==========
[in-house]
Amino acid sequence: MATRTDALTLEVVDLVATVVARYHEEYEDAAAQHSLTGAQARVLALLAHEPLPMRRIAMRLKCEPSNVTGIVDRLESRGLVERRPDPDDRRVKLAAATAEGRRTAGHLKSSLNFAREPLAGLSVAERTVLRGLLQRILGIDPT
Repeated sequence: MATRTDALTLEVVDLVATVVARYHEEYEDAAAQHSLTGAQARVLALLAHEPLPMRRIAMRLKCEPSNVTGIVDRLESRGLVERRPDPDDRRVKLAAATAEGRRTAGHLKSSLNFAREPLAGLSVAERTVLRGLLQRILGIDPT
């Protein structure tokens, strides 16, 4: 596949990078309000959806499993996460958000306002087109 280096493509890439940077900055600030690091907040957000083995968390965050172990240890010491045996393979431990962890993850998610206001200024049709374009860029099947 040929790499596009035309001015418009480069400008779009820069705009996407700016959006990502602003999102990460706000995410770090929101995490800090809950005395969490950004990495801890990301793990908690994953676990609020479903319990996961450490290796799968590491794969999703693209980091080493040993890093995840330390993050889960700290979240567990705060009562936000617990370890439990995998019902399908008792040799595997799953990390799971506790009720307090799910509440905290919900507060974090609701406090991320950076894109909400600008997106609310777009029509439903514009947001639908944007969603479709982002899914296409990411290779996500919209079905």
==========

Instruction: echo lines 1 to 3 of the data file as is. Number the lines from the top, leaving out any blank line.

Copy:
[in-house]
Amino acid sequence: MATRTDALTLEVVDLVATVVARYHEEYEDAAAQHSLTGAQARVLALLAHEPLPMRRIAMRLKCEPSNVTGIVDRLESRGLVERRPDPDDRRVKLAAATAEGRRTAGHLKSSLNFAREPLAGLSVAERTVLRGLLQRILGIDPT
Repeated sequence: MATRTDALTLEVVDLVATVVARYHEEYEDAAAQHSLTGAQARVLALLAHEPLPMRRIAMRLKCEPSNVTGIVDRLESRGLVERRPDPDDRRVKLAAATAEGRRTAGHLKSSLNFAREPLAGLSVAERTVLRGLLQRILGIDPT